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How to treat a cat bite abscess at home

Updated: May 13


How to treat cat bite abscess at home

What is an abscess?


A cat bite abscess is a “pocket of pus” located somewhere in the body. Common bite locations include the head/face, forelimbs, and the base of the tail.  Below are general guidelines and steps on how to treat a cat bite abscess at home.


How does it happen?


The sharp canine teeth and claws of a cat create puncture wounds in the skin during a fight. These punctures quickly seal over, trapping bacteria from the biting cat's mouth or claws beneath the victim cat's skin, providing the ideal environment for bacterial multiplication (abscess formation).


What are the signs I should look for and how can I treat a cat bite abscess at home?


Cat bite abscesses appear as a painful swelling that can either feel firm to the touch or compressible like a water balloon. They are often warm to the touch.


Because puncture wounds are tiny and heal over quickly, you'll often not notice anything is wrong until a few days later when the abscess has formed and symptoms such as swelling, discomfort, and possible drainage emerge.


Sometimes abscesses are not noticed until they rupture and drain a foul-smelling pus (this is actually a good thing to have happen).


Key home treatments include draining the pocket of pus, providing wound care, and starting antibiotics and pain meds. It is strongly recommended that you see your vet for treatment, but when this is not possible, the following steps can be considered:

  • Drain the Abscess: If the abscess is soft and seems ready to burst (and hasn't already burst on its own), you can gently attempt to drain it. Use a clean, sterilized needle or scalpel (disinfected with alcohol) to make a small knick in the skin at the most prominent point of the abscess. Gently squeeze the pus out, then clean the area again.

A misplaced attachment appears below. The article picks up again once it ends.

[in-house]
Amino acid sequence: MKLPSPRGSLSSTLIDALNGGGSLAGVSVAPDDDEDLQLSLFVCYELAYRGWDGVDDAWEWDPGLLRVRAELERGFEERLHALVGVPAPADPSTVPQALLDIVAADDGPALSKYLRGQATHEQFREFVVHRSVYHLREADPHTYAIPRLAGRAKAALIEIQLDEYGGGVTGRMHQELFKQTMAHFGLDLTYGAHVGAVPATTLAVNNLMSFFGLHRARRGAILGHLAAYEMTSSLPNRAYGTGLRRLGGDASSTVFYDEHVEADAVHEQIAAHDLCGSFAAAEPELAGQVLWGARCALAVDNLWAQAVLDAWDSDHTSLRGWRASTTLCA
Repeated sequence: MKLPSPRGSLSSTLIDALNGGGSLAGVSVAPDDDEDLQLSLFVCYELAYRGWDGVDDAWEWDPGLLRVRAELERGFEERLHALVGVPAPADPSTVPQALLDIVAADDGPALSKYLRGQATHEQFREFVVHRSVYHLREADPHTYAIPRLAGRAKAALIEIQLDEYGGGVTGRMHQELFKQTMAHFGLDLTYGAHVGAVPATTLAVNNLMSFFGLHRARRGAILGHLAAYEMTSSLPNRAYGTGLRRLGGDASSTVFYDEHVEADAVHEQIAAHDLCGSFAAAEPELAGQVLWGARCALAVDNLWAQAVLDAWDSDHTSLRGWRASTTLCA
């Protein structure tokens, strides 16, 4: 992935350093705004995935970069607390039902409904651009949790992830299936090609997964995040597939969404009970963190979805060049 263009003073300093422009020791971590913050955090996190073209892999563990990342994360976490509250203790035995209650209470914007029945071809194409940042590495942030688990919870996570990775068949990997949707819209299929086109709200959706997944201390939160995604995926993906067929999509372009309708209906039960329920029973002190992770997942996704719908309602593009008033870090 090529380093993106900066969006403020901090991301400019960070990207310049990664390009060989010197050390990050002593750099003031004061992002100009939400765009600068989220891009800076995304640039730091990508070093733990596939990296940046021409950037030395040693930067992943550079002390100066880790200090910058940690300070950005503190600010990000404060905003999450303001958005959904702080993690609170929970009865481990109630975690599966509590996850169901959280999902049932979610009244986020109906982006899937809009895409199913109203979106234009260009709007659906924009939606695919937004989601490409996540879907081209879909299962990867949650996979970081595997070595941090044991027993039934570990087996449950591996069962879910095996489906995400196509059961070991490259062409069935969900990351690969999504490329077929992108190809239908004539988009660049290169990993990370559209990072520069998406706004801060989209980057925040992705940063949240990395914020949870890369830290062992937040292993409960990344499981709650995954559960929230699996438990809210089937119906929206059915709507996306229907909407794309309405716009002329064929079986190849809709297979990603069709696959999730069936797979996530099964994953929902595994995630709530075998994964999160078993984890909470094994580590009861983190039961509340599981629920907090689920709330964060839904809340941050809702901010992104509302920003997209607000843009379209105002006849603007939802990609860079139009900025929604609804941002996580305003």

• Clean the Wound: Gently clean the abscess with warm water and mild soap. You can use a clean cloth or gauze. Avoid using hydrogen peroxide or rubbing alcohol as they may further irritate the wound.


Never use hydrogen peroxide or rubbing alcohol for cleaning a drained abscess. This will delay healing and can worsen the problem.

  • Warm Compress: For the next 3 to 5 days, apply a warm, moist compress to the abscess to help promote drainage and relieve pain. Hold the compress on the abscess for about 10-15 minutes, several times a day.

  • Antibacterial Solution: After cleaning the wound, you can use a diluted antiseptic solution (such as povidone-iodine) to disinfect the area. Be sure to follow the product's instructions for dilution.

  • Apply an Antibiotic Ointment: After each compressing and cleaning, apply a thin layer of an over-the-counter antibiotic ointment to the wound. This can help prevent further infection. Be cautious not to use any ointment that contains ingredients harmful to cats (like zinc).

  • Monitor for Improvement: Keep a close eye on your cat's condition. If the abscess doesn't start to improve within a day or two, or if your cat's condition worsens (they become lethargic, quit eating, seem to have a fever, or is acting painful), consult a veterinarian immediately.

  • Oral Antibiotics and Pain Management: If the abscess is extensive or if your cat's condition deteriorates, your veterinarian will want to prescribe oral antibiotics and pain meds to better address the injury. Alternatively, you can schedule a virtual appointment with Spot to have these medications delivered to your door.



Cat bite abscesses can be serious, and home care is not a substitute for professional veterinary treatment, especially if your cat is acting ill. Always consult with your veterinarian to ensure the best care for your cat's specific situation.


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